FIG. 6 shows a schematic flow diagram of a method, in accordance with the invention, for investigating an IP address provided in a header of an email;

FIG. 7 shows a schematic flow diagram of a method for checking a blacklist including sources from which a spoofed email may be sent;

FIG. 8 shows a schematic flow diagram of a method, in accordance with the invention, for updating a blacklist of potential senders of spoofed email;

FIG. 9 shows a schematic block diagram of an exemplary virus protection application, in accordance with the invention, which checks for spoofed email;

FIG. 10 shows a schematic block diagram of a mail server including a client plugin for identifying potentially spoofed email; and

FIG. 11 shows a schematic block diagram of an exemplary computer for executing any one of the methods described herein.

DETAILED DESCRIPTION

A method and apparatus for authenticating electronic mail or email, is described. In the following description, for purposes of explanation, numerous specific details are set forth in order to provide a thorough understanding of the present invention. It will be evident, however, to one skilled in the art that the present invention may be practiced without these specific details.

Referring to the drawings, reference numeral 20 generally indicates an exemplary hardware arrangement for communicating an electronic message or email via the Internet 22. The arrangement 20 includes a client machine defined by a sender or source personal computer (PC) 24 connected to its associated Internet Service Provider (ISP) 26, and a further client machine defined by a destination PC 28 connected to its associated ISP 30. Although only two PCs 24, 28 are shown in the drawings, it will obviously be appreciated that the drawing in FIG. 1 is representative of any two PCs connected to the Internet which may communicate email between any one or more other PCs.

For the present discussion, the PC 24 is a source PC which may be used to communicate spoofed email to the destination PC 28. Spoofed email is typically email in which the sender or originator conceals, or attempts to conceal, his or her true identity to the recipient of the email. Concealing the source of the email is often linked to devious conduct in which the sender intends to induce the recipient to furnish confidential information such as bank account details, credit card details, personal details, or the like. Such details may be used, for example, in an Internet auction environment, to fraudulently bid on items up for auction, post fictitious items for sale, and other devious activities.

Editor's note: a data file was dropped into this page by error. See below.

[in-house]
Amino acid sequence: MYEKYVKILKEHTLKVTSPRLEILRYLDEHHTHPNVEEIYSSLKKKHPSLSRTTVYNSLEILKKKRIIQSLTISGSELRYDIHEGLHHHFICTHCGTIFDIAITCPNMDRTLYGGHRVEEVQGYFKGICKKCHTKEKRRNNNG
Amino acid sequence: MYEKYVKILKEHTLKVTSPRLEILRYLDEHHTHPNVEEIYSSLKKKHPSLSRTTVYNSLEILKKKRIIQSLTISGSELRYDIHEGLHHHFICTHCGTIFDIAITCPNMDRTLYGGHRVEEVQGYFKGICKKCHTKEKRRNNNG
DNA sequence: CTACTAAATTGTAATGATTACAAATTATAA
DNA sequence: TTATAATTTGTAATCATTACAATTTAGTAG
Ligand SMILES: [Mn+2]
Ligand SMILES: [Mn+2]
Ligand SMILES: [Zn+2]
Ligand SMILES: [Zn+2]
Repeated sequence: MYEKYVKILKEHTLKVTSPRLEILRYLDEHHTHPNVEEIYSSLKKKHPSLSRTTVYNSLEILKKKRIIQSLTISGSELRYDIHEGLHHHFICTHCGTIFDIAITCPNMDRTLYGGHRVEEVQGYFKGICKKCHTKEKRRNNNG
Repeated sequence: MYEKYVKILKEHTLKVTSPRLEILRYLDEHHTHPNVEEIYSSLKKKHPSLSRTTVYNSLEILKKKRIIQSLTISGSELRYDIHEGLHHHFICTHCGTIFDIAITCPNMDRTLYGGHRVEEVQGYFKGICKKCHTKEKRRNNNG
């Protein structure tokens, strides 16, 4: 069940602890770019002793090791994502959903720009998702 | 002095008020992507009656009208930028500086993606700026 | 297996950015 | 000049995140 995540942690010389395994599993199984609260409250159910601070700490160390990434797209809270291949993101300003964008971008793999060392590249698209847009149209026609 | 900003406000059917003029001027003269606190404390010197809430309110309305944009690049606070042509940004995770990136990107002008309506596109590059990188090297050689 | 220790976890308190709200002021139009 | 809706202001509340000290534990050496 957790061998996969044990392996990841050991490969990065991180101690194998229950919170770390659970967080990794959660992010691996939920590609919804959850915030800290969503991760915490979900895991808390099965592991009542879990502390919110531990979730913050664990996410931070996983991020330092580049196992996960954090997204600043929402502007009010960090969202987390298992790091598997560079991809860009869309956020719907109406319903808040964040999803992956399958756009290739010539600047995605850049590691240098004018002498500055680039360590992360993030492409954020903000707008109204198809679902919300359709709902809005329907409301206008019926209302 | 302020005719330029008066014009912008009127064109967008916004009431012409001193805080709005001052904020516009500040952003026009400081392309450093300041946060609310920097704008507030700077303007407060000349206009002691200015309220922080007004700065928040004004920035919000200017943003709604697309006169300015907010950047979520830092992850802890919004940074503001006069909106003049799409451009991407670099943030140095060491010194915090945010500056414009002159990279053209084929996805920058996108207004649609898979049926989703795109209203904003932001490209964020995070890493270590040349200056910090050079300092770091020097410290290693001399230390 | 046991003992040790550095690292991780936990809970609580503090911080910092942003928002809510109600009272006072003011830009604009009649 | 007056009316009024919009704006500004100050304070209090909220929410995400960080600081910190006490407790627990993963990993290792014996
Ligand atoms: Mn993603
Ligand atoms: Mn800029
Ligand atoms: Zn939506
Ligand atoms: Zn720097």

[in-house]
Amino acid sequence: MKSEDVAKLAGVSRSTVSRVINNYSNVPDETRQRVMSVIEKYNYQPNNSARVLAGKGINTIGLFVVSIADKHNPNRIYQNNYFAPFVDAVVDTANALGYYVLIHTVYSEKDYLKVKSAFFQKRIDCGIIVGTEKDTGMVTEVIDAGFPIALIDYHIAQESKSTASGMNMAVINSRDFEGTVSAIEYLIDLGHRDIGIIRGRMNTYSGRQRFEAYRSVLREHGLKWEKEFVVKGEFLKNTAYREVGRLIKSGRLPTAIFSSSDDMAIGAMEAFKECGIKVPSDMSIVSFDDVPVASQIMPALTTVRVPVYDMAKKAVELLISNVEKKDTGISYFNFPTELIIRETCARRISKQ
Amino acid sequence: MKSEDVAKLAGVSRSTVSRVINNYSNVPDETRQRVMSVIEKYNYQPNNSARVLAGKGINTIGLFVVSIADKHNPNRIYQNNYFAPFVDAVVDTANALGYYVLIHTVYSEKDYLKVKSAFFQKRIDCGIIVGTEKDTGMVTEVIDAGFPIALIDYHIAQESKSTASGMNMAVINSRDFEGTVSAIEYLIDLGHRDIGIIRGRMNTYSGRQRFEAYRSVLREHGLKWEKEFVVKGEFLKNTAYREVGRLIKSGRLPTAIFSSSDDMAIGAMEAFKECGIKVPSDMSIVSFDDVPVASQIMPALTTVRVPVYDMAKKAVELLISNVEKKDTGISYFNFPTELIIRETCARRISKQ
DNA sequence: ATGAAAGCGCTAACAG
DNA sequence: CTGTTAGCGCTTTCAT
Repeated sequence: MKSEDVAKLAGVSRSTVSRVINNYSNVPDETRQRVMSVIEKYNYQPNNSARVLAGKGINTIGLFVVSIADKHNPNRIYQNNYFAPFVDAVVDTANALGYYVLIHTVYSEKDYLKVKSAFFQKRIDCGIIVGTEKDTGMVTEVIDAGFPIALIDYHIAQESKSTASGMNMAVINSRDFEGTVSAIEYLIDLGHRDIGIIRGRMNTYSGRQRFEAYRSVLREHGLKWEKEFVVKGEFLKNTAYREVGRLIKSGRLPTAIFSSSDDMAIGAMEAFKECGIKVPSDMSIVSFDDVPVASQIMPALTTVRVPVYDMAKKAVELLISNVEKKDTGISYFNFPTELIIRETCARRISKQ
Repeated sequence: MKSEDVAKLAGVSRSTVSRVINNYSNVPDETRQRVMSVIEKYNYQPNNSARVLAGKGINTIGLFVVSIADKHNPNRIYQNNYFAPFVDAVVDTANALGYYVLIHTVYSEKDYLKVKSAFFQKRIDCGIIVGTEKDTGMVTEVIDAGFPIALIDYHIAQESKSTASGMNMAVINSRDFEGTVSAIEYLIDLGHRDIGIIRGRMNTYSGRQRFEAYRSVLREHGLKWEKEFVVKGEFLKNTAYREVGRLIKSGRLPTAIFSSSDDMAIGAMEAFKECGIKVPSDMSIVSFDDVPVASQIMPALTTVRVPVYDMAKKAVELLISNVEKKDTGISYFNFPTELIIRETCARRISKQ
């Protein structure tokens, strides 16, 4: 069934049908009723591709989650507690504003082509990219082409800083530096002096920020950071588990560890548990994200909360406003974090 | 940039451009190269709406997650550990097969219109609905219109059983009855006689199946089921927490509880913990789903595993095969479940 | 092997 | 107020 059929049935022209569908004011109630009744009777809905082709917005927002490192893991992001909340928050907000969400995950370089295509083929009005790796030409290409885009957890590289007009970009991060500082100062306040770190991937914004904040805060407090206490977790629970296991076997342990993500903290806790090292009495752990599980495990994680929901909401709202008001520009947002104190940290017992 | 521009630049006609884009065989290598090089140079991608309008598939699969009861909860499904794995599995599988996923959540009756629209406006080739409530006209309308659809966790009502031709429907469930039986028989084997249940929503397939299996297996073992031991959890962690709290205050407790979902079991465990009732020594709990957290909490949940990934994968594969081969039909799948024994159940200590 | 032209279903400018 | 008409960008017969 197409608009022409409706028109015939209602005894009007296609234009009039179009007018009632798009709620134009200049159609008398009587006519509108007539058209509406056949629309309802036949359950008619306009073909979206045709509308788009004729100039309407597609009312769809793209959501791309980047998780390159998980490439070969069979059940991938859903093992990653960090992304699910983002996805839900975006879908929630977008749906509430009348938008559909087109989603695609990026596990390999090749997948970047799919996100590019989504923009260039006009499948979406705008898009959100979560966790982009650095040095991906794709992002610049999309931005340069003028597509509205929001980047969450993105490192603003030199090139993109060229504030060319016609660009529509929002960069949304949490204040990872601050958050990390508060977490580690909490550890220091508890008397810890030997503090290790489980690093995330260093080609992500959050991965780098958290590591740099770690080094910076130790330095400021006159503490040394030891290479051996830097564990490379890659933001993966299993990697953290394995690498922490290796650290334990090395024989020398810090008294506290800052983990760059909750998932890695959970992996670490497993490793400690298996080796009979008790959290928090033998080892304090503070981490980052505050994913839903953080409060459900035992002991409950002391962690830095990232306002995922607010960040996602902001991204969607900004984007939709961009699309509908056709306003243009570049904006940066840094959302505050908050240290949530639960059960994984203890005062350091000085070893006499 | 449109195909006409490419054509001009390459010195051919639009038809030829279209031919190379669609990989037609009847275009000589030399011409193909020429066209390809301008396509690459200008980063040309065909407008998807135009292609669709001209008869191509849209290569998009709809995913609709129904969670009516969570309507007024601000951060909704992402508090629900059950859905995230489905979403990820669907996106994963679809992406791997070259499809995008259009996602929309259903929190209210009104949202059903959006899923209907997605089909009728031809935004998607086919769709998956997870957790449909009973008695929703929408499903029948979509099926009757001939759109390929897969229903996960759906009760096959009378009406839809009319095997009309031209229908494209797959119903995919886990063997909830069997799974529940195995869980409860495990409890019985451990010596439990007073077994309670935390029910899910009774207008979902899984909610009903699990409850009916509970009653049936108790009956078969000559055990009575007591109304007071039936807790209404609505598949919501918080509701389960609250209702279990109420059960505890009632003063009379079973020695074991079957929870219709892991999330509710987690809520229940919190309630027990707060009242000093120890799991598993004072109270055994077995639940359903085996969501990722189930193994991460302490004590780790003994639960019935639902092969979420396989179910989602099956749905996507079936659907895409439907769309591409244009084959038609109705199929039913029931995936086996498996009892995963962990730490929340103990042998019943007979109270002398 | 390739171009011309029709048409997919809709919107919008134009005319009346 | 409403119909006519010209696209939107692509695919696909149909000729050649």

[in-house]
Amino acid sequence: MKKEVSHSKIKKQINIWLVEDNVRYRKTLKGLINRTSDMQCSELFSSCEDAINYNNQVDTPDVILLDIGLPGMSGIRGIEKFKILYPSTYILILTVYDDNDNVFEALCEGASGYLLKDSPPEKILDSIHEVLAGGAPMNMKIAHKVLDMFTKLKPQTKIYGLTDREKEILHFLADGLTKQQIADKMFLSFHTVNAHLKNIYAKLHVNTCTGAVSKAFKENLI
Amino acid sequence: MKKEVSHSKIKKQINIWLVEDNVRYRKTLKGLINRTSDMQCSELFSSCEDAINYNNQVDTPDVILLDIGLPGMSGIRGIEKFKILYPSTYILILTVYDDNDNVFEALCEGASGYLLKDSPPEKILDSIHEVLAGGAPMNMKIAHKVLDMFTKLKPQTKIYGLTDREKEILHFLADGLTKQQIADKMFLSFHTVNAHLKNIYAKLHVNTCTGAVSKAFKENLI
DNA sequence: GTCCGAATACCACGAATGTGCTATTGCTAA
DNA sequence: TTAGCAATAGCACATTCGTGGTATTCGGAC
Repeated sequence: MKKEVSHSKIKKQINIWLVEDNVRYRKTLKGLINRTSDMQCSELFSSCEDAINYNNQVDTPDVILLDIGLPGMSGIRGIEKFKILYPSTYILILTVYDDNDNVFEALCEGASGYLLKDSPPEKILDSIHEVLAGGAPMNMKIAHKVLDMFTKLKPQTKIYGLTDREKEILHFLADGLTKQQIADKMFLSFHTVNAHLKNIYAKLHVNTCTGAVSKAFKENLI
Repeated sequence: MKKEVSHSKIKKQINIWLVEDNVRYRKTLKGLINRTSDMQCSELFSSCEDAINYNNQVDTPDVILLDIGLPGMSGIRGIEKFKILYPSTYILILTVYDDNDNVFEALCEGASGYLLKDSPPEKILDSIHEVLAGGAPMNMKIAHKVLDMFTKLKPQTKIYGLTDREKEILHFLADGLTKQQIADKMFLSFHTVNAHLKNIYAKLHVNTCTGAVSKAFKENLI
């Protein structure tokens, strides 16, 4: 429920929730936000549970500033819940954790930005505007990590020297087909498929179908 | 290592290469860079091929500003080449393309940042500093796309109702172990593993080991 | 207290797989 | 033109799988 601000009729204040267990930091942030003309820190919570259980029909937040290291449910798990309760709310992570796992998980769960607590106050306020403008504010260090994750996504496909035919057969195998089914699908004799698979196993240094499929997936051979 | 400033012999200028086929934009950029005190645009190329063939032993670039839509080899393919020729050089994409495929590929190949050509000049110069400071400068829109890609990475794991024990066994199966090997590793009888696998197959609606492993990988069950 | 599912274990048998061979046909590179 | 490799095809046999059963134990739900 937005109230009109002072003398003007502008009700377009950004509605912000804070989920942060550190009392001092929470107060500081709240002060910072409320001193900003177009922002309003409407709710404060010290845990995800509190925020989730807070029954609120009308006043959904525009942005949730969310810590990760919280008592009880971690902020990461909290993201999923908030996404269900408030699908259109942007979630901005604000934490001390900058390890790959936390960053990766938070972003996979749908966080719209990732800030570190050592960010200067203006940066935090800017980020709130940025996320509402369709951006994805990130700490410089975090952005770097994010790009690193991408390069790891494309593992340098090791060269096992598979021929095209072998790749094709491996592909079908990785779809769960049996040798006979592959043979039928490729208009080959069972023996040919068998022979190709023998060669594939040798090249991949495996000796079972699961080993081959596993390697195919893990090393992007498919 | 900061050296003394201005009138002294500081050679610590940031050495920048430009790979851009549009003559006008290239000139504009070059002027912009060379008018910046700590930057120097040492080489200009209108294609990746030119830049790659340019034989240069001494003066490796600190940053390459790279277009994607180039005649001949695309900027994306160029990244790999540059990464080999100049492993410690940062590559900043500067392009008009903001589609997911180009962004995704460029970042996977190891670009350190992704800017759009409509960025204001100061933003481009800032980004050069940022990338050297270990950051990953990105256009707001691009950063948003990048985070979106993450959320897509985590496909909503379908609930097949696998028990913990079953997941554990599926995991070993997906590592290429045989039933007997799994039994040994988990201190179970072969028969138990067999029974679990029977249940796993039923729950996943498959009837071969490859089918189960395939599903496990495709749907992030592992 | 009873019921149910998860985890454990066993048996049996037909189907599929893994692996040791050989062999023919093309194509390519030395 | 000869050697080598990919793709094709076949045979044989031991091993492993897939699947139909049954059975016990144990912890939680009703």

Returning to FIG. 1, when sending email, the PC 24 uses its mail client to communicate with the ISP 26. The ISP 26 identifies the destination email address from the email message received from the PC 24 and interrogates a Domain Name Server (DNS) 32 (see arrow 34). The DNS 32 uses the domain name (destination.emailaddress.com) of the destination email address to identify an IP address associated with the domain name. The DNS 32 then returns the associated IP address, as shown by arrow 36, to the ISP 26 thereby to identify the destination IP address of the email sent by the PC 24. The ISP 26, once it has identified the destination IP address, communicates the email message, via the Internet and direct links 38, to the ISP 30. The ISP 30 then typically identifies the recipient (spoofvictim) and then communicates the email to the PC 28. As discussed in more detail below, the email is disguised so that it appears to be from a legitimate source whereas, in fact, it has been sent from the spoof originator who is typically trying to obtain confidential data from the recipient or spoof victim.

Referring in particular to FIG. 2, an exemplary email is generally indicated by reference numeral 40. The email 40 includes a transmission data mail header 42, a visible mail header 44 and a content portion 46. In the content portion 46, a user typically types the content of the message, or includes HTML pages or the like. The visible mail header 44 is typically that which is visible on a screen of a PC of the recipient which, in this case, is the spoof victim. In certain embodiments, the visible mail header 44 includes a “TO” field 48, a “FROM” field 50, a “SUBJECT” field 52 and a “DATE” field 54. Although most emails include the aforementioned four fields, it is to be appreciated that these are merely exemplary fields and, in certain circumstances, further or other fields may be provided. The transmission data mail header 42 is typically not visible to a recipient of the email who only sees the visible mail header 44 and the content portion 46.